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Tomfoolery Podcast

The Fool On the Hill...

Welcome to the Ether Game Weekly Podcast! Everybody plays the fool sometimes, but this week, it's Ether Game's turn. In honor of April Fools' Day, we look at some classic fools in classical music in a show we're calling "Tomfoolery"! To get you started (or for those of you who just cannot wait for Tuesday nights), you can sharpen your skills with our podcast selection. Remember to keep your ears out for a portion of Tuesday night's Teaser selection. And don't forget to tune into the full show on Tuesday, April 4th at 8:00pm for a chance to win a prize!

Richard Strauss (1864–1949): DON QUIXOTE: Theme and Variation I

The MET Orchestra; James Levine, conductor. Strauss: Don Quixote, Tod Und Verklärung (Deutsche Grammophon)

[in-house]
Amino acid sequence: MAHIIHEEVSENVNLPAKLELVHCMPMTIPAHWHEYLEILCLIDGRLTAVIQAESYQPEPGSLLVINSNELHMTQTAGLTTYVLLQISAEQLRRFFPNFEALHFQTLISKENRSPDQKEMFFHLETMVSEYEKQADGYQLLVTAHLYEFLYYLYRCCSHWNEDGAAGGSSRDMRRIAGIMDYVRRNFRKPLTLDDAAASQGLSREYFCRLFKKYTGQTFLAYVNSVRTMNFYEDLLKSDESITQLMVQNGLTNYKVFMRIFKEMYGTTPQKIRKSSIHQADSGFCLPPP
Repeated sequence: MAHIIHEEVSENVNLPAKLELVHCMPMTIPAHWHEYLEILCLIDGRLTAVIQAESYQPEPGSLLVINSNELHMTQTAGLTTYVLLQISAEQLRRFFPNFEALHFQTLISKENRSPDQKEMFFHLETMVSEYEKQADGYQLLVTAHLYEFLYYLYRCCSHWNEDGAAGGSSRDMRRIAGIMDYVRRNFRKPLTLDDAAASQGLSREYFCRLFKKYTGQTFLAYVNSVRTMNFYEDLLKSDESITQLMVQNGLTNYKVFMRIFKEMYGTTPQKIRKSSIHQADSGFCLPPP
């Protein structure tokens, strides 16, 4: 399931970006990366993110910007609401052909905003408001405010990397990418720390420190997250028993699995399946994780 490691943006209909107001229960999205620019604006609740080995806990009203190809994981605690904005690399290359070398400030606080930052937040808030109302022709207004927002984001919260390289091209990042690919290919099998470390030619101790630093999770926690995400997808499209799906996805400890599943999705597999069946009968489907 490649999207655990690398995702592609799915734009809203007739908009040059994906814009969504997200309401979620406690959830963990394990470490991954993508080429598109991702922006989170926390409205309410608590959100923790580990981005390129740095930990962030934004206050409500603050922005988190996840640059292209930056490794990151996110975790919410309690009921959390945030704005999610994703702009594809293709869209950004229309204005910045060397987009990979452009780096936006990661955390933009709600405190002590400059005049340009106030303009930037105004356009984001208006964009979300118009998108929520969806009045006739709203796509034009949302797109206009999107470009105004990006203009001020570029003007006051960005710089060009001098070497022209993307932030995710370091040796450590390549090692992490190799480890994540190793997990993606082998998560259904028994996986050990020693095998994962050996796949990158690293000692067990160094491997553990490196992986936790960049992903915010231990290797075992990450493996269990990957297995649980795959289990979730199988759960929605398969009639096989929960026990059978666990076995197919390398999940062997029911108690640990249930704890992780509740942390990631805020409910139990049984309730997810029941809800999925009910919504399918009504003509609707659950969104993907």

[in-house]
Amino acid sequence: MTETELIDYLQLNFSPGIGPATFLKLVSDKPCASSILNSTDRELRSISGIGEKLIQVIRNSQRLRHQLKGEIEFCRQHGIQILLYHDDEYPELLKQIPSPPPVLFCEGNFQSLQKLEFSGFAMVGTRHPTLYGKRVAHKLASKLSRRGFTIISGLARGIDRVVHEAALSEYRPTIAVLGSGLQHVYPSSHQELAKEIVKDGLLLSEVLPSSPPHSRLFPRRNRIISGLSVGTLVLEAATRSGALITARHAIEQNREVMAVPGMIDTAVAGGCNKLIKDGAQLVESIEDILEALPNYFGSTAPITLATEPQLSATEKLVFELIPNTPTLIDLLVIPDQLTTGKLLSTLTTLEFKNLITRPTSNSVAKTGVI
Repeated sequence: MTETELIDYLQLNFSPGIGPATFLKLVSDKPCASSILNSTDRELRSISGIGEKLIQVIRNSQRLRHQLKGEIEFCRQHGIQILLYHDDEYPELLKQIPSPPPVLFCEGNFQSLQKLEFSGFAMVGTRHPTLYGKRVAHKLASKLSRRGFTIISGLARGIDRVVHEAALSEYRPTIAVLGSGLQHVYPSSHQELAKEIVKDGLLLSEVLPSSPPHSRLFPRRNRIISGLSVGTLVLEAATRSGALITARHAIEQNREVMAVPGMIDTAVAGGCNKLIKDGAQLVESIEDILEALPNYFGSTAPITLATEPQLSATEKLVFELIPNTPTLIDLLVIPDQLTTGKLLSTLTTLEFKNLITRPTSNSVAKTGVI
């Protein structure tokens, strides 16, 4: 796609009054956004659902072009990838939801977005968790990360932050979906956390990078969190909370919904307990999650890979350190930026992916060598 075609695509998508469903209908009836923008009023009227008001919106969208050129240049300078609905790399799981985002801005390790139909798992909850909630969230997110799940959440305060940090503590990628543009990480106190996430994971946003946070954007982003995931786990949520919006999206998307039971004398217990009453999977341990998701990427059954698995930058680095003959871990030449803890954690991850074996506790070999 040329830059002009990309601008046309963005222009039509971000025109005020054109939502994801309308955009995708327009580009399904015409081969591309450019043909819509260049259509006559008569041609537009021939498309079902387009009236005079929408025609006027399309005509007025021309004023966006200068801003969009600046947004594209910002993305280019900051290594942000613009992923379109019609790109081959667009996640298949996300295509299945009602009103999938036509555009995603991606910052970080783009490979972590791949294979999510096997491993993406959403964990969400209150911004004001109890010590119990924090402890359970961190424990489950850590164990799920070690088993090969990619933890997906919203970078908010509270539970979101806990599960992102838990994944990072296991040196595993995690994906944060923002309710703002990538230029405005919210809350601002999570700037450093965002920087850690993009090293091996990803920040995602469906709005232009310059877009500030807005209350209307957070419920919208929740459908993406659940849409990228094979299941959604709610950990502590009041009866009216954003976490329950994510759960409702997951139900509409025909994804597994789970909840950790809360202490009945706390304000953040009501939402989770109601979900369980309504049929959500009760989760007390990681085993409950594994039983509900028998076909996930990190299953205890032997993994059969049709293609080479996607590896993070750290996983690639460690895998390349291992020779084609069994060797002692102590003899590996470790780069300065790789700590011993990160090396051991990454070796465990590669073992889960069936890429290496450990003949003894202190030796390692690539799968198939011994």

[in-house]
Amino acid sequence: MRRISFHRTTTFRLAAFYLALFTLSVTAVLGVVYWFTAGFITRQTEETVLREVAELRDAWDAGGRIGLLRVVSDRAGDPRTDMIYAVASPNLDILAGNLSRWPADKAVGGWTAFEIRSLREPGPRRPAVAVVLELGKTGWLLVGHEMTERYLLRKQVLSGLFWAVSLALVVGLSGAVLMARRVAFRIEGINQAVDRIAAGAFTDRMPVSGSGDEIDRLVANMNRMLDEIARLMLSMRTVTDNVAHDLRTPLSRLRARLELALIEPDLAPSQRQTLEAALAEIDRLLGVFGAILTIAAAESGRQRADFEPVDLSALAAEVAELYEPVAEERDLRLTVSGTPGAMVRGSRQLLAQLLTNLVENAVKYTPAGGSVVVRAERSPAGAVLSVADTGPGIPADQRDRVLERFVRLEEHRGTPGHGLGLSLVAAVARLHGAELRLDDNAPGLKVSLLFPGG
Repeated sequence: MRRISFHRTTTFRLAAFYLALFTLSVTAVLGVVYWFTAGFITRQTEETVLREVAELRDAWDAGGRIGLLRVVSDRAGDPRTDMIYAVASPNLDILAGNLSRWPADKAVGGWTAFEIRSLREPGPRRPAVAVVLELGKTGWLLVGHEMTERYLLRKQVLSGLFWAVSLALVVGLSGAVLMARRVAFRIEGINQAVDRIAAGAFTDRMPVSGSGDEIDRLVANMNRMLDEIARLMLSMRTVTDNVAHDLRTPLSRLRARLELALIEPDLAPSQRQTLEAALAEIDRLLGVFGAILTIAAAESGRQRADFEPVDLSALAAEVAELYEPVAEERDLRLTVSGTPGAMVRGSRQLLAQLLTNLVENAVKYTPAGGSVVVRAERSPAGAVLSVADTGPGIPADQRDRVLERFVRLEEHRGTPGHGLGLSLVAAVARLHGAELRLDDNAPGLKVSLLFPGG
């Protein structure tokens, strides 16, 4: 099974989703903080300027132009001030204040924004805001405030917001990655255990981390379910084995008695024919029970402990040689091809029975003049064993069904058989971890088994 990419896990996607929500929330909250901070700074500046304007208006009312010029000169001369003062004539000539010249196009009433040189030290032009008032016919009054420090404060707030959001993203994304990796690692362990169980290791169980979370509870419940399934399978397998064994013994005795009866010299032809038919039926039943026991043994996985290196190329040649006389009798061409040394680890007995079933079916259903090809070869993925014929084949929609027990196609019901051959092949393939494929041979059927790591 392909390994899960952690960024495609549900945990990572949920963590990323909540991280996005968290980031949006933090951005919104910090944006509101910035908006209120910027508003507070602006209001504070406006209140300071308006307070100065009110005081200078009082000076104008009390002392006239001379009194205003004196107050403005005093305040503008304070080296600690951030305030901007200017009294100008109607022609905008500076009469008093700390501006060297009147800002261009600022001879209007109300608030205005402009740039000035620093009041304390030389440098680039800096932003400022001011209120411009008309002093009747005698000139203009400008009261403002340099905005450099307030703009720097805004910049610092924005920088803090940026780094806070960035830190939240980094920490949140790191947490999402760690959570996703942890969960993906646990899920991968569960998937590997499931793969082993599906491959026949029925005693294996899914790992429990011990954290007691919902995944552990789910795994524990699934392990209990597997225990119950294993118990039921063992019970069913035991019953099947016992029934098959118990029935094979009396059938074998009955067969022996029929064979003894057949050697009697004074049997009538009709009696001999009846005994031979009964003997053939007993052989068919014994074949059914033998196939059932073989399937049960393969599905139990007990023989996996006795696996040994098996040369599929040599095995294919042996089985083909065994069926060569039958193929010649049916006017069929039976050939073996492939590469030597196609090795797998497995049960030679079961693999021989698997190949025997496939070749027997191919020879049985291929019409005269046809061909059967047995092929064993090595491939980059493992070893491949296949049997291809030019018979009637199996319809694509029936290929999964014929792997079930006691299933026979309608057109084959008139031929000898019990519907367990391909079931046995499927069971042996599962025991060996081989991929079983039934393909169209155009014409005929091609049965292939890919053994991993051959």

One of the original fools in literature is Don Quixote, a knight prone to delusions of grandeur and the foolish hero of the novel by Miguel de Cervantes. We can thank this novel for adding the term "quixotic" into our vocabularies (a word that means "foolishly idealistic." Heck, we can basically thank it for the term "novel"-Don Quixote is widely considered to be the first modern novel. In the story, our hero loses his sanity when reading stories of the glorious deeds of chivalric knights and their beautiful, yet distressed, damsels. Inspired, he tries the life of knighthood himself, but his active imagination leads him down many wrong paths, until he eventually returns to sanity and dies amidst reflections on the foolishness of his errant knighthood. The story has inspired countless composers, including Richard Strauss, Henry Purcell, Maurice Ravel, Leon Minkus, and the 20th-century musical The Man Of La Mancha.

Music Heard On This Episode

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